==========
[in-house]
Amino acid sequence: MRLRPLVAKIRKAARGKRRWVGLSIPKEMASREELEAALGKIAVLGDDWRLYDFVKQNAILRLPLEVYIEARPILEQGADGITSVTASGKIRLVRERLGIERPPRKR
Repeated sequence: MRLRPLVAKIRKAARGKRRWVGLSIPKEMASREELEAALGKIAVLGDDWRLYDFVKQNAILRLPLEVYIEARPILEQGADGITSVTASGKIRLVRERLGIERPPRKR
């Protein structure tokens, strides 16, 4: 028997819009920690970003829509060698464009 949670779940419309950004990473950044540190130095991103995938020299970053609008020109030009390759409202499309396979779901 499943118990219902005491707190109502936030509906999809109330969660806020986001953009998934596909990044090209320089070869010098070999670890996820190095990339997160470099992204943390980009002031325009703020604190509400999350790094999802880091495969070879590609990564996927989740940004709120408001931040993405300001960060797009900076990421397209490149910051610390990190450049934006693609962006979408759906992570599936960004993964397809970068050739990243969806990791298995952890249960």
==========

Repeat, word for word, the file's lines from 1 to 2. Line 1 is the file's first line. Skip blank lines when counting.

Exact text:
[in-house]
Amino acid sequence: MRLRPLVAKIRKAARGKRRWVGLSIPKEMASREELEAALGKIAVLGDDWRLYDFVKQNAILRLPLEVYIEARPILEQGADGITSVTASGKIRLVRERLGIERPPRKR